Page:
NEXT PAGE: Why Joe loves drag
ENTERTAINMENT WEEKLY: Do you have a favorite challenge or look that you did? You made it through so many.
JOE FARIS: For me, it’s two. My favorite challenge was the drag queen challenge. It was my favorite not only because I won but also because it was so unexpected as to how much fun I was going to have. I just loved the whole process. I loved Chris March and working with Varla — just the whole thing was a great challenge for me. I do have to say my favorite outfit was my Olympic outfit. I was really happy with that. There were a few issues there with the skirt length and whatever, but had I had a few hours to polish it, yeah, that was my favorite.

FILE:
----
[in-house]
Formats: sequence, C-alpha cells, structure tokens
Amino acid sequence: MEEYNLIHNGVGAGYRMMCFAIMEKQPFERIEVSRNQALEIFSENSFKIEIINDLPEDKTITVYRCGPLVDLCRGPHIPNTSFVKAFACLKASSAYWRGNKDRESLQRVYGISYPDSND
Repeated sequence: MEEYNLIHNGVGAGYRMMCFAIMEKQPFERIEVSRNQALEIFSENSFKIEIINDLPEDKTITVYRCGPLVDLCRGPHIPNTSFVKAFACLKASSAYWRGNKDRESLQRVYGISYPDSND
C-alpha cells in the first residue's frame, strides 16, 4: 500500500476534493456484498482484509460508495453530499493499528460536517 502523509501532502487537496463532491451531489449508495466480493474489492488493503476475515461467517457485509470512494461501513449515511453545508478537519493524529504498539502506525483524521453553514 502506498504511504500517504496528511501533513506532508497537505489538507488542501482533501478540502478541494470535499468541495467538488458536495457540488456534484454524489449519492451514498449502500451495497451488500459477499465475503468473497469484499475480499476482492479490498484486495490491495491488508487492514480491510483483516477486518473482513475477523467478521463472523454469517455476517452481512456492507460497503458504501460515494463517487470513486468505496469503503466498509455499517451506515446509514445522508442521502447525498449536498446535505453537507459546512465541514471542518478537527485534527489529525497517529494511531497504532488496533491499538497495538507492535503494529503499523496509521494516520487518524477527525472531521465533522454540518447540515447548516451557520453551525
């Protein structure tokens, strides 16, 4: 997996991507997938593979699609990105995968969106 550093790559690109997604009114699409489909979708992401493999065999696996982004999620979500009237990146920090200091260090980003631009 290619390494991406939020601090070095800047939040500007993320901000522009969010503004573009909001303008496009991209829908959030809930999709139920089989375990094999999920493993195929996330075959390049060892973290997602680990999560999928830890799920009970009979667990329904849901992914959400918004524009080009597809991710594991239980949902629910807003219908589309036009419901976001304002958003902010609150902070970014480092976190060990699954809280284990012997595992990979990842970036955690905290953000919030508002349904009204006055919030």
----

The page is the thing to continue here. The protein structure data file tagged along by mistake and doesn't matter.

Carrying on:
Do you think a couple extra hours would make a difference on most challenges?
Yeah, I do. You know, Michael had said, for me, as a criticism on the Diane von Furstenberg challenge, it was two outfits. It was the front and the back. I didn’t take a look around and step back and that really was the issue with a lot of us. We just didn’t have the time to step back.
Back to the drag challenge, I thought it was interesting that you, the one straight guy on the show, won the challenge. Ironic, no?
I’d never done it before. I don’t live in a gay/straight/purple/black/white world. I totally live as people, and I connect with people. As I said before, the minute I knew what gay was, I had gay friends. Some of my closest, closest friends are gay, and so I don’t look at them that way. I know drag queens. I’ve seen a million drag shows. But I’ve never done anything like that before. So, you know, I was comfortable in the elements. There was nothing there that I felt threatened by. It was just me having fun.